Thousands of people greeted a crestfallen Lionel Messi and the rest of the Argentina team when the squad flew home to Buenos Aires on Monday after the FIFA World Cup™ Final defeat to Germany.
Television networks carried live coverage of the plane, painted in the blue and white colours of the flag with the words "Thank you Argentina", as it touched down.
Coach Alejandro Sabella led the team off the plane and onto three buses that took them to be welcomed by President Cristina Kirchner at the nearby offices of the Argentine Football Association, an event that was closed to the media.
"We gave everything we had," Sabella said as he crossed the tarmac at Ezeiza International Airport. Team members left the plane with grim expressions and had few if any words for waiting journalists.
We gave everything we had.
"I would have liked a different kind of homecoming," said midfielder Javier Mascherano, one of the star performers in the run to Sunday's final. But to their adoring fans, the team were heroes for battling Germany to the bitter end of a nail-biting 1-0 defeat in extra time.
"We came to support the team because they gave everything for us and they deserve our support," said Matias Ruiz, 17, one of about 500 fans who braved the cold to greet the team's charter flight from Rio de Janeiro.
Thousands more fans lined the team's route from the airport, waving sky blue and white flags and swarming the convoy, which moved forward at a snail's pace. Nationwide, the atmosphere was one of pride as much as disappointment after the team played its first World Cup final since 1990 and Lionel Messi claimed the FIFA Golden Ball award for best player of the tournament.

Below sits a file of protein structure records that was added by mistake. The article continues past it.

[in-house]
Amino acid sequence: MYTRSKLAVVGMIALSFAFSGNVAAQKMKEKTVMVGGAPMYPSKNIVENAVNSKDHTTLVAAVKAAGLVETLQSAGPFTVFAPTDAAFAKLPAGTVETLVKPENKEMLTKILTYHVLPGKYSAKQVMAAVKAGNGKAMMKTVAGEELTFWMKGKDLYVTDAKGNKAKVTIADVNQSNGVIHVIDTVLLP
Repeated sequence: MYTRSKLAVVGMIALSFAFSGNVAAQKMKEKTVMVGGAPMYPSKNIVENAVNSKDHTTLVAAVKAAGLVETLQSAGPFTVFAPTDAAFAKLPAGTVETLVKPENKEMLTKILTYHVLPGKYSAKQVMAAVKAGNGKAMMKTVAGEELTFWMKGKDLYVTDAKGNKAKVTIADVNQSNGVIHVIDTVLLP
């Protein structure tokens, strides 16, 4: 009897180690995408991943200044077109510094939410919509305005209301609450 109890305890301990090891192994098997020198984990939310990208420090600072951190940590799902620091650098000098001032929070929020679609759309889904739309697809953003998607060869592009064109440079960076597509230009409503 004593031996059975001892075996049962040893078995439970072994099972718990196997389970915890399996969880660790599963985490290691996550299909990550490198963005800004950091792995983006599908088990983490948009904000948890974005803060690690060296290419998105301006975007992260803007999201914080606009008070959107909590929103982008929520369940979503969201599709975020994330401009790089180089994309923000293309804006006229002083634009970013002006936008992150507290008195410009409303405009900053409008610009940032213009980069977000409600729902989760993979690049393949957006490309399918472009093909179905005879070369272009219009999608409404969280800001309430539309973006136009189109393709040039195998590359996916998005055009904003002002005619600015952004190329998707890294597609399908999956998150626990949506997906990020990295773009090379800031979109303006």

Newspaper Pagina/12 ran two large photographs, one of the Argentine players locked in an embrace at Rio's Maracana Stadium, the other of a little boy in a Messi jersey sitting atop his father's shoulders at the iconic Obelisk monument in the Argentine capital after the match. "Love is stronger," said its banner headline.
"It was still a good World Cup. Reaching the final against Germany isn't too bad. I'm proud of the team," said Leandro Paredes, a 27-year-old mason. Argentines found consolation in knowing they had at least done better than arch rivals and hosts Brazil, who finished in fourth place.
"Brazil, tell me how it feels to have your daddy in your house," the crowd at the airport gloated, the song that was Argentina's unofficial anthem throughout the World Cup. Others sang "I'm Argentine, go Argentina, every day I love you a little more."